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No more staking or toppling

15 November 2008
The days of tieing and toppling are coming to an end

In October the government’s Burials & Cemeteries Advisory Group met to discuss new guidelines for burial authorities on dealing with unstable memorials. It should lead to the end of the days of the topple test

The days of burial authorities toppling memorials in cemeteries or securing them piecemeal to stakes could be coming to an end. The government’s Burials & Cemeteries Advisory Group (BCAG) has met to discuss proposals from the Health & Safety Executive (HSE) for practical advice to burial authorities on assessing and dealing with the safety of memorials.

The HSE wants burial authorities, who have already been told by the ombudsman to stop knocking memorials over, to take a much more relaxed approach towards the dangers posed by memorials in cemeteries. They say a visual inspection in many cases will be sufficient, accompanied if necessary by a simple hand assessment of whether the memorial is safe or not – no topple testers and no pushing over of memorials.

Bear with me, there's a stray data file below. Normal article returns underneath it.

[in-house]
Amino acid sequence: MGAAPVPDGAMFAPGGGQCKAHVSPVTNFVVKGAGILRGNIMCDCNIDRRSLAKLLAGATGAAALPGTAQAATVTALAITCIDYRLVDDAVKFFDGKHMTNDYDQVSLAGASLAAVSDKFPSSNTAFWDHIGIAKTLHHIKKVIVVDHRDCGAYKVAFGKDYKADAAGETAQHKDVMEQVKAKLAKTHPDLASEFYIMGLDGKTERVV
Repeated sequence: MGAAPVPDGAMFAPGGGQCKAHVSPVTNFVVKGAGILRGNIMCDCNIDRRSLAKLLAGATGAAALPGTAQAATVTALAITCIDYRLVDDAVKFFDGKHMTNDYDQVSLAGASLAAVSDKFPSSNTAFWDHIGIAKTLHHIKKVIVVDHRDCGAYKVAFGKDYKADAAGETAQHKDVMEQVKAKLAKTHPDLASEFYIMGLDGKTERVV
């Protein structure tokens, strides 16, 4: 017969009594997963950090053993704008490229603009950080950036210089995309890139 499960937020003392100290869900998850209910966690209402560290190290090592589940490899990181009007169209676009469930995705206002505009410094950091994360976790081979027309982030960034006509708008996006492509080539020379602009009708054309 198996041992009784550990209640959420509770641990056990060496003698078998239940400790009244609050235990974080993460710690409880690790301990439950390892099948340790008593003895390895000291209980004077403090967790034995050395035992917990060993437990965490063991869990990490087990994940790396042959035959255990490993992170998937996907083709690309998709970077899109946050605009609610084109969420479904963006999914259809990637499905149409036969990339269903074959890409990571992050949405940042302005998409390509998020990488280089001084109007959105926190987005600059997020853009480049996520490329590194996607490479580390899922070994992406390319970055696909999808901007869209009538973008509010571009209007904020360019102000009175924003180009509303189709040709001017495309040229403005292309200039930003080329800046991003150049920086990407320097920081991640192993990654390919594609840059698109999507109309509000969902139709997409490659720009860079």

It is difficult to calculate the damage to the stone memorial industry that has been caused by the sight of memorials laid down or strapped to stakes all over the country during the past decade, but as most people’s choice of memorial is influenced by what they see in cemeteries, it cannot have been insignificant.

Ironically, however, it may just have helped members of the National Association of Memorial Masons because they have emerged as the experts in memorial fixing.

They have developed their own fixing system and their Code of Practice has been incorporated into BS8415 for fixing memorials. The British Register of Accredited Memorial Masons (BRAMM) that they instigated, although it is run separately from NAMM, has helped NAMM’s training programmes that have attracted cemetery authority staff as well as memorial masons.